In the next few days, you’ll be hearing more and more references to recent draft busts such as Blaine Gabbert, Christian Ponder and Jake Locker when analysts discuss the possibility of a team taking Johnny Manziel, Teddy Bridgewater or Blake Bortles in the first round of the 2014 draft. Those critics will say that teams are too quick to pull the trigger on guys that shouldn’t have been drafted in the first round. Those critics will also be missing the point.
The first round of the draft is where teams find their long-term core players that will define the future of the franchise. Teams that routinely draft solid starters in the first round, and even in the second round, often see their own draft acumen reflected in the form of long-term success. Teams like the Ravens, Packers, Patriots and even the Colts are in the playoffs nearly every year because they pick impact players with their early round selections.
Teams like the Lions, Browns, Raiders or Jaguars don’t.
In 2011, the Jags, Titans and Vikings all pulled the trigger on players they thought would be leading their franchises for years to come. They were all wrong. The verdict is still out on Jake Locker, but he’s only hanging on by a thread in Tennessee. Christian Ponder will likely walk away from the Vikings in 2015, and Blaine Gabbert has already be shipped out of Jacksonville to the 49ers as a developmental backup.
What critics of selecting quarterbacks early in the draft forget is examples of homeruns. Last time I checked, Cam Newton took the Panthers into the postseason a year ago, and Andrew Luck has led the Colts to two consecutive playoff appearances in his first two seasons. Both Newton and Luck were taken with their respective draft’s first overall pick, and both have proven they can be long-term solutions for their teams.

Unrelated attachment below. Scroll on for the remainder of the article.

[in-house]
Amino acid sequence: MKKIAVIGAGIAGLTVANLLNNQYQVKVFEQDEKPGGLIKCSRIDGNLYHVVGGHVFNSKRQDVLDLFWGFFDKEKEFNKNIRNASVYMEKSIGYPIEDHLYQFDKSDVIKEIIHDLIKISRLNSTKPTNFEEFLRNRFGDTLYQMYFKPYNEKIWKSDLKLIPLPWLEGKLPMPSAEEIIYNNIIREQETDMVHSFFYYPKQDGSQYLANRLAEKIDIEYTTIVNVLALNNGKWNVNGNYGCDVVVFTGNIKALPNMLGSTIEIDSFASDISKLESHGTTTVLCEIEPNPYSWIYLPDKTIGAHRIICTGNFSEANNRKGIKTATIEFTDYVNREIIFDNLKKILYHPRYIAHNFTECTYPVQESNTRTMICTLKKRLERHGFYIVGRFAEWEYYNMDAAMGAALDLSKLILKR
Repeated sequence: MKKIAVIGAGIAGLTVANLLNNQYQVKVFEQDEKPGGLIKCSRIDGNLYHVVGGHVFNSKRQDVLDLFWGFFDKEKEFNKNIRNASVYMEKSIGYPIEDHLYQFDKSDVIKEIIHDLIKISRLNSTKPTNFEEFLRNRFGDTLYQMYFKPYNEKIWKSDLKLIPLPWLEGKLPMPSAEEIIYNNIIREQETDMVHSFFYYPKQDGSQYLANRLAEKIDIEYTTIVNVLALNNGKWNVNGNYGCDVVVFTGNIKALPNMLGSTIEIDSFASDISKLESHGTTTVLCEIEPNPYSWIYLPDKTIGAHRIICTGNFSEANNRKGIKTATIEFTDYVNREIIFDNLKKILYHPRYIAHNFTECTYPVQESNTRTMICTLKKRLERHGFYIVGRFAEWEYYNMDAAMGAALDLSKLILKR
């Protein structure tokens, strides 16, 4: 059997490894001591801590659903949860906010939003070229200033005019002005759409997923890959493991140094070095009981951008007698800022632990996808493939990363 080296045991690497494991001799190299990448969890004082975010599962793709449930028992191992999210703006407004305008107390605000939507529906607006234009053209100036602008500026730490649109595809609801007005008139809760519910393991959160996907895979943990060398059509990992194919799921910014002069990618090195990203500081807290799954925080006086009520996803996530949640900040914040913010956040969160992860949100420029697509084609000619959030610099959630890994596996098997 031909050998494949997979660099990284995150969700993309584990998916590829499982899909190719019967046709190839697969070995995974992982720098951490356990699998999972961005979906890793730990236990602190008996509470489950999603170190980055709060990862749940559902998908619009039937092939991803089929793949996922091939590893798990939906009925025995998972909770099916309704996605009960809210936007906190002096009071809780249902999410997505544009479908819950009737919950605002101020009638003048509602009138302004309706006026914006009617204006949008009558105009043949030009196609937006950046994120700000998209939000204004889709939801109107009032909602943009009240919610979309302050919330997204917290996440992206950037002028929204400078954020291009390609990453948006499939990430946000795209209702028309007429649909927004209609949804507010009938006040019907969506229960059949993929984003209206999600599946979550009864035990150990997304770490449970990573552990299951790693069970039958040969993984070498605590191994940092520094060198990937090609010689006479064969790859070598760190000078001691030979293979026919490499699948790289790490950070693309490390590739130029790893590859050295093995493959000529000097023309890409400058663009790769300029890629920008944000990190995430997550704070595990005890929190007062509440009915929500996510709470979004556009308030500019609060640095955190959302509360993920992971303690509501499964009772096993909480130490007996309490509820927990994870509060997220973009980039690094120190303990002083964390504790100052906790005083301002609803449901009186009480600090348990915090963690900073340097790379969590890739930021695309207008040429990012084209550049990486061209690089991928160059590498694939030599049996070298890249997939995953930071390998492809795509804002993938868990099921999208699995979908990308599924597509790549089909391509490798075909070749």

The lesson here is actually exceedingly simple. It’s far more important to pick the right man for the job than it is to get the right value for the pick, especially when talking about quarterbacks.
A prime example of this can be seen in Tom Brady. Brady was selected with the 199th overall pick in the 6th round of the 2000 draft. Had he been taken in the first round, the Patriots would have been ripped for taking him so far ahead of where he was projected to go, but that wouldn’t have mattered either because the Patriots would have drafted the right guy for the job.
What if Blaine Gabbert had slid to the third round? What if the Jaguars would have drafted him where he “should” have gone? Would that have made him any more successful in the NFL? Obviously, the answer is no, and it’s a dumb question.
So when we see quarterbacks coming off the board this Thursday, keep that simple fact in mind. When an analyst says a team stretched for a pick, they may be right, but if that pick is the right fit, it really doesn’t matter if he was over drafted. Some players like Brady or Russell Wilson would have been great uses of a top draft pick.
Unlike every other position in football, there’s no way to overstate the importance of a solid franchise quarterback, and if that means a team like the Browns or Jags have to “stretch” to snag one in the draft, so be it. If it’s the right pick, no one will care how over-drafted he was if he brings a championship to town.